Population: 6.6 million

Share of population 65+: 14.3%

Cost of living: 15% below the U.S. average

Average income for 65+ households: $42,303

Average health care costs for a retired couple: About average at $425,365

Tax rating for retirees: Least Tax Friendly

With its below-average living expenses, Indiana might seem like a winner for retirees. But when you consider the well-below-average household income--at 21.4% below average, to be exact--the older residents of the Hoosier State start looking more like underdogs. And the tax situation doesn't help: Most retirement income other than Social Security benefits is taxable at ordinary rates.

Mississippi

Overall retirement ranking: #29

Population: 3.0 million

Share of population 65+: 14.3%

Cost of living: 15% below U.S. average

Average income for 65+ households: $44,100

Average health care costs for a retired couple: About average at $423,267

Tax rating for retirees: Most Tax Friendly

Low costs and generous tax breaks make the Magnolia State a sweet deal for retirees. Social Security and other qualified retirement income--including distributions from IRAs, 401(k)s and other plans--are not taxed, and property taxes are among the lowest in the country. But on the sour side, Mississippi ranks dead last when it comes to senior health, according to the United Health Foundation. It also suffers the worst poverty rate in the country among people age 65 and older at a whopping 13.4%; the U.S., 9.3%.

Oklahoma

Overall retirement ranking: #26

Population: 3.9 million

Share of population 65+: 14.5%

Cost of living: 16% below U.S. average

Average income for 65+ households: $46,848

Average health care costs for a retired couple: About average at $420,195

Tax rating for retirees: Not Tax Friendly

The Sooner State is a middle-of-the-road retirement destination. Household incomes are relatively low, but so are overall living costs. The tax situation helps somewhat: Social Security benefits are not taxed, and you can exclude up to $10,000 per person of other retirement income. On the downside, Oklahoma is the third-worst state in terms of senior health, according to the United Health Foundation's rankings, which took into account quality of health care facilities, physical behaviors of resident seniors and a host of other health-related criteria. Problem areas for Oklahoma include: high levels of physical inactivity and smoking among seniors, as well as low availability of geriatricians and quality nursing homes.

West Virginia

Overall retirement ranking: #37

Population: 1.8 million

Share of population 65+: 17.8%

Cost of living: 17% below U.S. average

Average income for 65+ households: $40,109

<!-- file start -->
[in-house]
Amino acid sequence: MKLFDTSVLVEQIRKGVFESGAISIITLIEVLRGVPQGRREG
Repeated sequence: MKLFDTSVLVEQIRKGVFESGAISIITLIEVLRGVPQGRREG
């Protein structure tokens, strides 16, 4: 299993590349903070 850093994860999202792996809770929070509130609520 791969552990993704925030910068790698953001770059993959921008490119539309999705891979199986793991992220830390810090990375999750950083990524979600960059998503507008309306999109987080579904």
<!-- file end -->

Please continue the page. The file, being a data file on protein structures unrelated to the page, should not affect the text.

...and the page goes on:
Average health care costs for a retired couple: Below average at $404,606

Tax rating for retirees: Not Tax Friendly

Despite its below-average living costs, the Mountain State offers some rocky terrain for retirees. Retirement income, including Social Security, is taxed to the same extent as it is on your federal form--though the first $8,000 is exempt. And given the state's fiscal health, its tax situation is unlikely to get friendlier: According to a recent report from the Mercatus Center at George Mason University, West Virginia ranks as the ninth-worst state in terms of fiscal soundness.

The state also scores poorly for the health of its 65-and-over population, ranking 45th in the country, according to the United Health Foundation. While 64.6% of older adults nationwide are considered able-bodied, only 56.6% of those in West Virginia can say the same--the worst in the U.S.

Arkansas

Overall retirement ranking: #23

Population: 3.0 million

Share of population 65+: 15.7%

Cost of living: 17% below U.S. average

Average income for 65+ households: $42,482

Average health care costs for a retired couple: Below average at $398,395

Tax rating for retirees: Not Tax Friendly

The Natural State offers extraordinarily low costs. Indeed, it's tied with West Virginia for lowest overall living costs in the country, and its average health care costs for a retired couple are the third cheapest in the U.S. State taxes aren't quite as generous: Social Security benefits and up to $6,000 of other retirement income are exempt, but above that, your top income rate could hit 6.9%, if your income exceeds $75,000. Glass half full (not really): Most retired residents are unlikely to reach that high bracket. In fact, the average household income for people age 65 and older in Arkansas is 21% below the U.S. average. The poverty rate for seniors is 10.5%, the eighth highest in the country.

How We Ranked Every State for Retirement

To rank all 50 states for retirement, we weighed a number of factors:

  • Taxes on retirees, based on Kiplinger's Retiree Tax Map, which divides states into five categories: Most Tax Friendly, Tax Friendly, Mixed, Not Tax Friendly and Least Tax Friendly.
  • Cost-of-living for each state, with data provided by Sperling's Best Places, includes overall costs--across all age groups--for housing, food and groceries, transportation, utilities, health care and miscellaneous expenses.
  • Average health care costs in retirement are from HealthView Services and include Medicare, supplemental insurance, dental insurance and out-of-pocket costs for a 65-year-old couple who are both retired and are expected to live to 87 (husband) and 89 (wife).
  • Rankings of each state's economic health are provided by the Mercatus Center at George Mason University and are based on various factors including state governments' revenue sources, debts, budgets and abilities to fund pensions, health-care benefits and other services.
  • Rankings of the health of each state's population of residents 65 and over are from the United Health Foundation and are based on 34 factors ranging from residents' bad habits (smoking and excessive drinking) to the quality of hospital and nursing home care available in the state.
  • Household incomes and poverty rates are from the U.S. Census Bureau.
  • Population data, including the percentage of the population that is age 65 and older, is also provided by the Census Bureau. They are highlighted in these rankings for the benefit of readers, but were not factors in our methodology for ranking the states.

Comment by clicking here.

Stacy Rapacon is an editor at Kiplinger.

Columnists

Toons

Lifestyles